It’s a Content Marketing Arms Race

It’s a Content Marketing Arms Race image King Content Its a content marketing arms raceIt’s a Content Marketing Arms Race

A few months back I mentioned it was inevitable for most brands in most industries to be aggressively pursuing content marketing. The arms race has begun to heat up in some industries more than others, and I see the contenders categorised into three divisions: the good, the bad and the ugly.

The good

Just this week I read how Appliances Online UK reached one million fans on Facebook in only two years. The truth is that there’s no hidden secret to how they achieved this. It came down to a well-planned strategy and patience. Facebook advertising was used, of course, but it worked in conjunction with the great content they were providing their fans – if it wasn’t relevant, it wasn’t posted!

CommBank – being the total opposite to Appliances Online – is a great example of a massive corporation where content marketing is at the forefront of their marketing plan. They have a host of platforms and tools where customers and potential customers can access and engage, with some of these including the CommBank blog, their Facebook page and MyWealth. Content marketing is something the bank has heavily invested in and they will no doubt do even more in future – they are a fantastic example of how a blue-chip corporation has changed its thinking and become a publisher at the same time.

The bad

Sorry to name names, but consider this as positive criticism. Interflora, being one of the biggest companies in flower retail, has such a massive opportunity to create great content that customers and potential customers will find fun and interesting – not to mention help build their own community and SEO. Yet they don’t have anything of the sort. All I could find were a few articles written around certain topics that some would say were for SEO purposes. For a company of this size and stature, it’s disappointing they only have just over 16000 followers on Facebook – and the engagement level is below par too. There are some local online flower retailers that are putting them to shame!

The ugly

This time I’m not going to name names other than singling out the pharmaceutical industry. In my experience they are by far the most regulated (understandable, yet so many others are as well) bureaucratic industry that has not fully embraced online marketing, let alone content marketing. Without starting another war, the list of outdated, old and ugly websites that multinational pharmas expect customers to browse through are endless. The problem is not the lack of know-how and quality content, but rather a fear of the so-called “new and unknown world of social media”.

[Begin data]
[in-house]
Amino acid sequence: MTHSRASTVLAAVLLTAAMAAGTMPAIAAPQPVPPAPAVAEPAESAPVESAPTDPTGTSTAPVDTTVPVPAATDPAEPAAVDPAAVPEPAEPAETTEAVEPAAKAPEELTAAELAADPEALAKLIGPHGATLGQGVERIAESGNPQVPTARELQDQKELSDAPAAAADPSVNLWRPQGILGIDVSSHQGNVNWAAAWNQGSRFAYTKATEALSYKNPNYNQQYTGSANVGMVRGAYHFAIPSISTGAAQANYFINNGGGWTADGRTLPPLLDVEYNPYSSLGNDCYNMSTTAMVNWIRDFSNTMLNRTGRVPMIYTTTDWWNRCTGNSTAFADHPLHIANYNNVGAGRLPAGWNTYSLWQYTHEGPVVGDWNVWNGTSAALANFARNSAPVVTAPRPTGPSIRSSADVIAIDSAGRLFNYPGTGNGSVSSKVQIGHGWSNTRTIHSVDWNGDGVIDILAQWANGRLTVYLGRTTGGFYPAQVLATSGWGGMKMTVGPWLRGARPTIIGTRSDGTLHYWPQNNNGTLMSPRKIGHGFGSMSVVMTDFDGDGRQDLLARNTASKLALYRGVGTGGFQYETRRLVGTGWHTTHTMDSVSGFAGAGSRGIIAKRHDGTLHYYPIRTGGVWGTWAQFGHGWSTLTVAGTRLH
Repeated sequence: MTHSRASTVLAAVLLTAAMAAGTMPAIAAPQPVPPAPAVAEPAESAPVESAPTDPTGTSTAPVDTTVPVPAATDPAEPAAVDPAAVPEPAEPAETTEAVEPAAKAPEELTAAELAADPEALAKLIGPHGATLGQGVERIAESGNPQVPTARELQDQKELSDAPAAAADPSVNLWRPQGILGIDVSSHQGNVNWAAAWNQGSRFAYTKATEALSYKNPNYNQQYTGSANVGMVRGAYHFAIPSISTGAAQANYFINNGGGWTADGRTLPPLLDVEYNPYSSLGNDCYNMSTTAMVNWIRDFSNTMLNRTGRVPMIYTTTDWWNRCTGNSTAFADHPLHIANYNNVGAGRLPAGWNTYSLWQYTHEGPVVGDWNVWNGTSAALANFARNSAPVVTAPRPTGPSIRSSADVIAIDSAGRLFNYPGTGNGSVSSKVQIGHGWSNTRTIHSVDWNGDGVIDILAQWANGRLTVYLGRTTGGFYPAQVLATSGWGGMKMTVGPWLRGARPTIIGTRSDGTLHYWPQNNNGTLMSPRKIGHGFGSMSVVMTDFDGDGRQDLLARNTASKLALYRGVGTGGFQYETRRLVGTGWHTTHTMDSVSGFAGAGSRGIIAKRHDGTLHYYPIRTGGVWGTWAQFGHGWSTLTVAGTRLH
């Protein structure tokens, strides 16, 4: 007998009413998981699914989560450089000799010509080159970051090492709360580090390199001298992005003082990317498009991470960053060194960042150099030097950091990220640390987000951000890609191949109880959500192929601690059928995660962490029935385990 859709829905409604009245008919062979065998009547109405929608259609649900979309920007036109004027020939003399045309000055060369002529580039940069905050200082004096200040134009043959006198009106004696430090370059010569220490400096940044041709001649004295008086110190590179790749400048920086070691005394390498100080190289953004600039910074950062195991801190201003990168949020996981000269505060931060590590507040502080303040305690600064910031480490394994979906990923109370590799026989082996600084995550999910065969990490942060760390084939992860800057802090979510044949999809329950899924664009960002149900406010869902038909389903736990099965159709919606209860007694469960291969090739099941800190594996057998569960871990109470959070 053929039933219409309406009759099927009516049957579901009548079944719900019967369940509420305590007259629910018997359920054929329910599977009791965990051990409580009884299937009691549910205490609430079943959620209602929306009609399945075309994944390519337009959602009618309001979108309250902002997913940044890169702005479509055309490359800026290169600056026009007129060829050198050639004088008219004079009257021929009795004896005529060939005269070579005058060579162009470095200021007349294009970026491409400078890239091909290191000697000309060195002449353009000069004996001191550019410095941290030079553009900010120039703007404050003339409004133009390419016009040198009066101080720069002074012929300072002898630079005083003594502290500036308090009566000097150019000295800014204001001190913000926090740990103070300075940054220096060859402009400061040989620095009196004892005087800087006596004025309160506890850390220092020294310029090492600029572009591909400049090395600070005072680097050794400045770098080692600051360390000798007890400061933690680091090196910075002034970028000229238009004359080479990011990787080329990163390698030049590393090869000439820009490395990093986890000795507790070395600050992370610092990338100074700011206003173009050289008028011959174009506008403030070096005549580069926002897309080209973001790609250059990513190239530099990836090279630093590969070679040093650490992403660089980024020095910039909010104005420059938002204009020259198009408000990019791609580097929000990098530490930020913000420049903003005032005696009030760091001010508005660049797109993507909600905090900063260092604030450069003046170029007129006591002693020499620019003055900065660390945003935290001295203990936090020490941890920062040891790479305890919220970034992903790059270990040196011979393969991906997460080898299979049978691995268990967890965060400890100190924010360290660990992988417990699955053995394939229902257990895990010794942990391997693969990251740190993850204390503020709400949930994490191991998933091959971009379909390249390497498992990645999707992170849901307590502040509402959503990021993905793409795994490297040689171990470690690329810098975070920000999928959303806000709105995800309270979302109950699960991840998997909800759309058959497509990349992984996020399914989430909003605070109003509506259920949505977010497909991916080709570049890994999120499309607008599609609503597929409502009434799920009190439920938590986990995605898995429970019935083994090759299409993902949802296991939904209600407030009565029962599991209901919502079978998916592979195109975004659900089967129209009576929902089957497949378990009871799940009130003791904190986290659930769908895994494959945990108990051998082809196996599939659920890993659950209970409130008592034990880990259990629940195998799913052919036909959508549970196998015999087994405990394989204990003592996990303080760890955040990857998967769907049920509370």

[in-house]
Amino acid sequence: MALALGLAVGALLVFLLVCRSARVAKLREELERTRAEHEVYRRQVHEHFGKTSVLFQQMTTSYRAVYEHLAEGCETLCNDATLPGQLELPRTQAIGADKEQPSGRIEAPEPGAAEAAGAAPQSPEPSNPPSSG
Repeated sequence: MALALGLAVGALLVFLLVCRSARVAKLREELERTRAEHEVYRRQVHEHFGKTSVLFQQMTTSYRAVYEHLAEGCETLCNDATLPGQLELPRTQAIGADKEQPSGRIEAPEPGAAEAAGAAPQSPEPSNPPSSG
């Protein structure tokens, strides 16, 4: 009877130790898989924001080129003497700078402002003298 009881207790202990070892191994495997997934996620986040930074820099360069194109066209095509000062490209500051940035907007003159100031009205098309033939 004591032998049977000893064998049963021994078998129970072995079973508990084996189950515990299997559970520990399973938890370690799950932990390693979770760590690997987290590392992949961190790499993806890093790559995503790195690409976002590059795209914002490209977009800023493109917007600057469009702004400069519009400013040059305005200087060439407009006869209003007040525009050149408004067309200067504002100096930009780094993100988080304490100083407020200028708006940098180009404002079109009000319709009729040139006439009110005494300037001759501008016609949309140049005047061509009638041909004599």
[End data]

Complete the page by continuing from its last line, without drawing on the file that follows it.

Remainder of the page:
If you think about it, pharma has been one of the industries that has always created great content and distributed it through mainstream media such as TV and print. But those are both very one-way conversations. The biggest challenge for most marketers is to produce great content, but pharmas don’t have this issue – they’ve done it for years and done it well thanks to large budgets and resources. However, they appear to have this inherent fear that if they create a social outlet – let’s say a blog or Facebook page – they will be creating a platform for trolls. This couldn’t be further from the truth. Some of the smaller pharma companies who have embraced social have seen communities embrace their brands and engage like no other. It seems that most large pharma brands are just afraid to share their content in a two-way manner.

Unfortunately, the majority of these companies don’t even get such discussions past legal or the boardroom walls. Yet every day people watch less TV and read fewer newspapers and magazines. Instead, they spend more time on social channels and search for health information online – yet only for a handful of brands can be found, and even fewer offer up valuable content.

Ask yourself, which category do you want to fall into?

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